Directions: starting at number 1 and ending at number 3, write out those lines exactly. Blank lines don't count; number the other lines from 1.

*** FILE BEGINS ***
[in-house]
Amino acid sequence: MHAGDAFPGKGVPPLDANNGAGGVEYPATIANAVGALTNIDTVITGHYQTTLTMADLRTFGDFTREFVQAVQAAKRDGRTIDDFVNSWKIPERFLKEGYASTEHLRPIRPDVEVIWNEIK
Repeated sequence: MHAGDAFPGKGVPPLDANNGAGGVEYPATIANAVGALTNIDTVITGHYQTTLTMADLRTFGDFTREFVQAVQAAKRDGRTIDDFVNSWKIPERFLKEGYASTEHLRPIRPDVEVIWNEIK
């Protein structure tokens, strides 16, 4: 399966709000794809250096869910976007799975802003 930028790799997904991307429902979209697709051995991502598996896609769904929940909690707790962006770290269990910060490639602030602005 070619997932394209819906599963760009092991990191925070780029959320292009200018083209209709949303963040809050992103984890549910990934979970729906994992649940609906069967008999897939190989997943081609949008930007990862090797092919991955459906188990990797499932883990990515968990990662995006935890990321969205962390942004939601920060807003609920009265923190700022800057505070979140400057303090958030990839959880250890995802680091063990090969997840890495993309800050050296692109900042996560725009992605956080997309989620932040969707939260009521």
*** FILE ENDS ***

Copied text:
[in-house]
Amino acid sequence: MHAGDAFPGKGVPPLDANNGAGGVEYPATIANAVGALTNIDTVITGHYQTTLTMADLRTFGDFTREFVQAVQAAKRDGRTIDDFVNSWKIPERFLKEGYASTEHLRPIRPDVEVIWNEIK
Repeated sequence: MHAGDAFPGKGVPPLDANNGAGGVEYPATIANAVGALTNIDTVITGHYQTTLTMADLRTFGDFTREFVQAVQAAKRDGRTIDDFVNSWKIPERFLKEGYASTEHLRPIRPDVEVIWNEIK